Guy Prentiss Waters
Reviewed by: Roger W. Schmurr
The Sabbath as Rest and Hope for the People of God, by Guy Prentiss Waters. Crossway, 2022. Paperback, 160 pages, $17.99. Reviewed by OP minister Roger W. Schmurr.
Persons who view the Sabbath basically as time to get in an afternoon nap should consider shortening their rest to read this book. For professor Waters demonstrates convincingly that our weekly Sabbath points us beyond rest to “the goal to which God’s people are moving” (31).
The author begins with creation, at the end of which God rested and set the pattern of rest and work for all people. But in doing so, God invited Adam and Eve to enter into his rest—to enjoy what the Sabbath envisioned. To substantiate this claim, Waters guides us through the history of redemption revealed in the Law, the Prophets, the Gospels, and the New Creation (as taught in Acts through Revelation).
The fourth commandment is a replication of the work-rest pattern set at creation. The Sabbath is the sign of the Mosaic covenant just as circumcision was the sign of the Abrahamic covenant. God’s people were to keep the Sabbath holy in large part by worship as Leviticus explains. They were to reflect on the covenant blessings God had granted them already but which Adam had lost as our representative. Deuteronomy later explains that the Sabbath reminds Israel specifically of their redemption from Egypt. The connection between creation, redemption, and Sabbath was coming into focus.
The prophets were God’s prosecuting attorneys calling Israel to repentance and blessing. For instance, early in Isaiah’s prophecy he warned people laden with iniquity about their vain offerings and prayers on the Sabbath. But Isaiah comforts God’s people with a description of his Servant who will bear their iniquities. That will enable God’s people from all nations to keep the Sabbath by joyfully participating in his house of prayer. The Sabbath reminds God’s people of the forgiveness God gives because of the work of his Servant Jesus who assures the blessings to which the Sabbath points. Isaiah concludes with beautiful descriptions of life in the new heaven and earth. Waters misses the heavy irony of the reference to abandoning “your pleasure” on the Sabbath in Isaiah 58. The context refers to the daily sins of worshipers not to the proper pleasures of daily living—to injustices rather than to croquet.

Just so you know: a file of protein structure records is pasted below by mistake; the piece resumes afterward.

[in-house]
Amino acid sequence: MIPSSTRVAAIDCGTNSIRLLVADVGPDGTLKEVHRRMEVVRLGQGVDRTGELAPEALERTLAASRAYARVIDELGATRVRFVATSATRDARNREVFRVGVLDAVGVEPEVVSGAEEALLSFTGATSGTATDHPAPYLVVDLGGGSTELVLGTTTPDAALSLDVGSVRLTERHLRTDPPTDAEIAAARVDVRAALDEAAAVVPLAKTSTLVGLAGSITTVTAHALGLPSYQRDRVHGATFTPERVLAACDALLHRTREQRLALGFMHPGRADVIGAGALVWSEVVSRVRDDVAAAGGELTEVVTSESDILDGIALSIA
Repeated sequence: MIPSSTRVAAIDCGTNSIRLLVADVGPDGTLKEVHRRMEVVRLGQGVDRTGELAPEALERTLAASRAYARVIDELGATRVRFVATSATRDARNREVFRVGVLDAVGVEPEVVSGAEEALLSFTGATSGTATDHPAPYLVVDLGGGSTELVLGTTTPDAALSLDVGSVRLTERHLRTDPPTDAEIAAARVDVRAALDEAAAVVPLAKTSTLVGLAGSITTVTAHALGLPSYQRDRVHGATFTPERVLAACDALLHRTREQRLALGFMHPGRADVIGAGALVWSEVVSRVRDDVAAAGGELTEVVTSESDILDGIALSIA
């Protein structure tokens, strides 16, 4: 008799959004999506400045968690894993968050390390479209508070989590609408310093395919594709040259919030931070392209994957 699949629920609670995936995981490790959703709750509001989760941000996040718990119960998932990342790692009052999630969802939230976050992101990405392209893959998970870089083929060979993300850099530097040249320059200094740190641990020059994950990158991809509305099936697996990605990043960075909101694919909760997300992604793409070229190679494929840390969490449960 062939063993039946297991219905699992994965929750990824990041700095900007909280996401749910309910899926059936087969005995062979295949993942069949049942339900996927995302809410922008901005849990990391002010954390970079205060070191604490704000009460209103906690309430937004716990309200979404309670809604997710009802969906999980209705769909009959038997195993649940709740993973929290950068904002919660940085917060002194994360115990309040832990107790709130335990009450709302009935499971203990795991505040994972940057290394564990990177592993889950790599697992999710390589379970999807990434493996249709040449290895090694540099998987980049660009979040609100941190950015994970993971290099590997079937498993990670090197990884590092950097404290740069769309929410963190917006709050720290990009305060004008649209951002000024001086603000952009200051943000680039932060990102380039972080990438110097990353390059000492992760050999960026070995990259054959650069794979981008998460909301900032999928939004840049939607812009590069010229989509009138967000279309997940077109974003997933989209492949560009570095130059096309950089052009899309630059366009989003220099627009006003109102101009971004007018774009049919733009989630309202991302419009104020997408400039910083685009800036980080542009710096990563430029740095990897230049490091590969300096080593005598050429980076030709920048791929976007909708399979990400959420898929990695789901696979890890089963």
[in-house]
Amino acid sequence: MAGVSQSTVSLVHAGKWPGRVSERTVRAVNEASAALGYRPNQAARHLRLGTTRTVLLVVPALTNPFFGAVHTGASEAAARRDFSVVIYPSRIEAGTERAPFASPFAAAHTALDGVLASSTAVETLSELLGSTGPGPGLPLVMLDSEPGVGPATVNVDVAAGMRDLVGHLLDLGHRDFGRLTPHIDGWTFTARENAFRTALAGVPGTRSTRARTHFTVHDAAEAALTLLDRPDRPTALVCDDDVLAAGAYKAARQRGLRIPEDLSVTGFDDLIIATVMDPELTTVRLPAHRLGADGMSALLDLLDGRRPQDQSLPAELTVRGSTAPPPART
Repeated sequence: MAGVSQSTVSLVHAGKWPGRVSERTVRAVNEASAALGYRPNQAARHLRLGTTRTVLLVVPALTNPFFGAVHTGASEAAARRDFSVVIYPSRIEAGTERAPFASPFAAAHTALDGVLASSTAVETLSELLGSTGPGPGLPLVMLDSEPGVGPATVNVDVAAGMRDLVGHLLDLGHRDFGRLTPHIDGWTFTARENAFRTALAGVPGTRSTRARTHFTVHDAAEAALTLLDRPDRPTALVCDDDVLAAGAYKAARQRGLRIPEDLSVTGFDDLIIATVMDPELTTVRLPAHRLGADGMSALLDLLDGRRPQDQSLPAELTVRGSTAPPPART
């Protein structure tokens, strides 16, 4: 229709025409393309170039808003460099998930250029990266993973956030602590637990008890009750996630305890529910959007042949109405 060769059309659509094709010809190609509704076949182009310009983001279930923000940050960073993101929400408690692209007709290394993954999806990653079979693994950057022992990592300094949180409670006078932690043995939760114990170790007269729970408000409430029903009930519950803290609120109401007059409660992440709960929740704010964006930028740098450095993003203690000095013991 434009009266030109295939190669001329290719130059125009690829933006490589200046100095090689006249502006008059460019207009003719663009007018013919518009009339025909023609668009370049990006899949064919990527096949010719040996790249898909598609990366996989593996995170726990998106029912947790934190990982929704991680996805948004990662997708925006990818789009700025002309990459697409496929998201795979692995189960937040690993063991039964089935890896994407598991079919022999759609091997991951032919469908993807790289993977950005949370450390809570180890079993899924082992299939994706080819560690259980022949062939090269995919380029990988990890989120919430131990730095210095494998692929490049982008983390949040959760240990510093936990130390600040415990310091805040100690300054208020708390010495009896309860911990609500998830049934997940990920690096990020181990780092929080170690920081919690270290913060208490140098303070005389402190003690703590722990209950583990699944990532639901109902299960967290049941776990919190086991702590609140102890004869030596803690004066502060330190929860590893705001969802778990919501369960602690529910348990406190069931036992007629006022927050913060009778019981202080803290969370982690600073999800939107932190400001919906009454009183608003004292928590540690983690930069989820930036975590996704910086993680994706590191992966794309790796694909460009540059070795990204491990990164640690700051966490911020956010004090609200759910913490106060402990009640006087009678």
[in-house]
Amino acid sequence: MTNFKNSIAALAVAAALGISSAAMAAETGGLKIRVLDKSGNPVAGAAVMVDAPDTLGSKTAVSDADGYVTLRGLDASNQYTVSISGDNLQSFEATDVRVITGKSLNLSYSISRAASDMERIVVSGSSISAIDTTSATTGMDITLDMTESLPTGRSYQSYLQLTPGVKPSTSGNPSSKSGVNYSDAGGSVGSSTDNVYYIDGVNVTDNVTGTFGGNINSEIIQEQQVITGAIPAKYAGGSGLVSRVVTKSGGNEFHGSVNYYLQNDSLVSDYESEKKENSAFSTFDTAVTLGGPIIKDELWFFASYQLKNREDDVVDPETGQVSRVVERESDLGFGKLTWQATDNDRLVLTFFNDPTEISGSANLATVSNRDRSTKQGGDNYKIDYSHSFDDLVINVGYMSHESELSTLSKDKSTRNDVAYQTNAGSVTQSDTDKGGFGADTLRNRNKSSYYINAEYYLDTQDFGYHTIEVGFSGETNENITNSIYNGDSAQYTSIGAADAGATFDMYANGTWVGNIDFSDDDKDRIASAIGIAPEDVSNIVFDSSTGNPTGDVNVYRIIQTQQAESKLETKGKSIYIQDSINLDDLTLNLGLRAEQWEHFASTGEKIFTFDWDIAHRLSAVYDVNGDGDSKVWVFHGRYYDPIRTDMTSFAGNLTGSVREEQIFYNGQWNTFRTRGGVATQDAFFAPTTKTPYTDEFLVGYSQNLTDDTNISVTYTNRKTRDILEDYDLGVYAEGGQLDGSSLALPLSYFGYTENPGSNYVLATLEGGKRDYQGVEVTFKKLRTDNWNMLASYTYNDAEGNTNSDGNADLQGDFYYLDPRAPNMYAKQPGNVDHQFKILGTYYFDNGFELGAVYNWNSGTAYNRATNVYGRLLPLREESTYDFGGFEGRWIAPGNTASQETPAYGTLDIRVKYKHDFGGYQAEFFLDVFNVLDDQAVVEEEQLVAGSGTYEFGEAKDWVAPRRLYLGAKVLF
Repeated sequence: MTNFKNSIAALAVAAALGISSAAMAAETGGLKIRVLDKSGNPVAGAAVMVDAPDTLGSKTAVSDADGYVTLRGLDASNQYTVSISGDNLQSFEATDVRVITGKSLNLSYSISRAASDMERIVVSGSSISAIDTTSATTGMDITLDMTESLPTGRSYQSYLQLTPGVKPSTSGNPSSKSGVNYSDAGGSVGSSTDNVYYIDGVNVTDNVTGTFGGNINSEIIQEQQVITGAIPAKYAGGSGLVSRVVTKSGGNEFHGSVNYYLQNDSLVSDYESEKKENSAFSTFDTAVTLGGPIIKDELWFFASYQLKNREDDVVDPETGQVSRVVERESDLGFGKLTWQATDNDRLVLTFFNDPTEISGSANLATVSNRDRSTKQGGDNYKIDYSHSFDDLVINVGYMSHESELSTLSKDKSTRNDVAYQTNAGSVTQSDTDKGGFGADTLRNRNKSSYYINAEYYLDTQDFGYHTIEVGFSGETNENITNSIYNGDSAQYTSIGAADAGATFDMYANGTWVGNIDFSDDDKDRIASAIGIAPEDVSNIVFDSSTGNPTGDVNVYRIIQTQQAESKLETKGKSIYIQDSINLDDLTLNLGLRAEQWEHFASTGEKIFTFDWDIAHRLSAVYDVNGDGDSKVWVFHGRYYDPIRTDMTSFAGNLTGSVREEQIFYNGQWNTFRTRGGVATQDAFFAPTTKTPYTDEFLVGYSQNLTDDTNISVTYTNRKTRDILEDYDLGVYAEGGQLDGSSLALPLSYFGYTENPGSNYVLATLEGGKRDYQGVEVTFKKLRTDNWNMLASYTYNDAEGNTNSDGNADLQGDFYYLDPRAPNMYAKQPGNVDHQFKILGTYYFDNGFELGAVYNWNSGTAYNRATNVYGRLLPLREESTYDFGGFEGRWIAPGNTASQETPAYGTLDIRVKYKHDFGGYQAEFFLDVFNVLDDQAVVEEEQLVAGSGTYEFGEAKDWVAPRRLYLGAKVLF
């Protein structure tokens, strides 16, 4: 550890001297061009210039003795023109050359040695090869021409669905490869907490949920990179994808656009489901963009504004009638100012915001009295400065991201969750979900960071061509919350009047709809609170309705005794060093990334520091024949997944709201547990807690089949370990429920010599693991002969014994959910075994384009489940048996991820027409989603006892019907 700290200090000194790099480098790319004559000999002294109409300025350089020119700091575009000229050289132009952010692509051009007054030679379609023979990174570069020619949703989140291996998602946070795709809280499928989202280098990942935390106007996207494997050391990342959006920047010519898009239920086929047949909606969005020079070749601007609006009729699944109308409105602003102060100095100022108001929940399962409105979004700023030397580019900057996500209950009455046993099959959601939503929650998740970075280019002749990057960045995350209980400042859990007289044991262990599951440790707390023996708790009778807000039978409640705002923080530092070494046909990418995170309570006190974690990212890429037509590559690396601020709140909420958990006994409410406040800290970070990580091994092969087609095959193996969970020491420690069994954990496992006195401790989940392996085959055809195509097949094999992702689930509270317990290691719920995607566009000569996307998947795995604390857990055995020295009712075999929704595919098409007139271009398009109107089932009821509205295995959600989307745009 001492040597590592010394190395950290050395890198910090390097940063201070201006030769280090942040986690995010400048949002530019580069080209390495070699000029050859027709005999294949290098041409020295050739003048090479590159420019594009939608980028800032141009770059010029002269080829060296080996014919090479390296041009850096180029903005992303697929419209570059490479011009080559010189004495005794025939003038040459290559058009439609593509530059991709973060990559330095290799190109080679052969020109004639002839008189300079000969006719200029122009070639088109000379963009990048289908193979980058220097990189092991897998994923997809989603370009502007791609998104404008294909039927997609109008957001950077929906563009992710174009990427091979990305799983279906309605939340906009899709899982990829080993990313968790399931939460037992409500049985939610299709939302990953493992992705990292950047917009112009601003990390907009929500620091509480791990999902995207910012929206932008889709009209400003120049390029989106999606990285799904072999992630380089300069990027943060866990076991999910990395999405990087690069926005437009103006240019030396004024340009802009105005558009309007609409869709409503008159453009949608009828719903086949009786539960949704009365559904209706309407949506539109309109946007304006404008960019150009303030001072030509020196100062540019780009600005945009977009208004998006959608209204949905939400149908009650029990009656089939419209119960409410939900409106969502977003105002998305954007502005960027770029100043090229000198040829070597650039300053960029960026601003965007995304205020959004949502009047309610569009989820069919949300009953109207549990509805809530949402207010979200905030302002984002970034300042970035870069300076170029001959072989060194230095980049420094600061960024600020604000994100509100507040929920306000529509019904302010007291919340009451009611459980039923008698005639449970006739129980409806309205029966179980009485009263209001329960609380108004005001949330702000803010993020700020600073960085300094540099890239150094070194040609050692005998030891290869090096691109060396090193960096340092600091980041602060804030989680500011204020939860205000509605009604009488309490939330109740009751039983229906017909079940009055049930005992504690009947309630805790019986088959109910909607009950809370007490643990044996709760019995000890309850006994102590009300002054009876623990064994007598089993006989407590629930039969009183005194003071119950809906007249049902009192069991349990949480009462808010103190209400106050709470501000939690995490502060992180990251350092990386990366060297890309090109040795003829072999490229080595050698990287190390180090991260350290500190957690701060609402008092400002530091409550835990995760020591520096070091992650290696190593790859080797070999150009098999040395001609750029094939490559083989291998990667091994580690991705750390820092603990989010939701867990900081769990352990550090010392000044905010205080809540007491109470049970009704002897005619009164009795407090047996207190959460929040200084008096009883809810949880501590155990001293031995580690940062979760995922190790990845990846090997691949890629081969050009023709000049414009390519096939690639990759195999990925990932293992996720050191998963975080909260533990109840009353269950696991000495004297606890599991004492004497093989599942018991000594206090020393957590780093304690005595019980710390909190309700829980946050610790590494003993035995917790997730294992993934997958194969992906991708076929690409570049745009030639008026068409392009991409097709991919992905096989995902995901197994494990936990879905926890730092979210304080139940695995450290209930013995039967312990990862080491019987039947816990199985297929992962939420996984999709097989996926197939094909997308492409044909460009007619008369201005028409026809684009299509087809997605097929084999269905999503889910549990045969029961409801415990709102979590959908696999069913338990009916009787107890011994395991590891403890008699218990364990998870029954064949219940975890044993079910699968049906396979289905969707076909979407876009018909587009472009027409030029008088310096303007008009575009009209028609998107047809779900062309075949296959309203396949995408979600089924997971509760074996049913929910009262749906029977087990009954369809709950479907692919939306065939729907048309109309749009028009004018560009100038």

The Gospels record Jesus worshiping on the Sabbath, declaring the Sabbath is for humans’ benefit, showing mercy on the day and, most importantly, rising from the dead on the new Sabbath, the Lord’s Day. His healing of a blind man on the Sabbath showed not only mercy in restoring physical sight but also in giving spiritual sight; the man began to worship. Jesus demonstrated that the aim of the Sabbath was to “engage [persons] in the holy resting of worshiping their Creator and Redeemer.”
The apostle Paul sees in Jesus’s resurrection the new creation, because it marks the beginning of the age to come, the final expression of the Sabbath. Our weekly observance of the Sabbath points us to that final Sabbath. The apostle John worshiped on the Lord’s Day, the day Jesus laid claim to because his resurrection was on the first day of the week. Redemptive history, Sabbath meaning, good reading.
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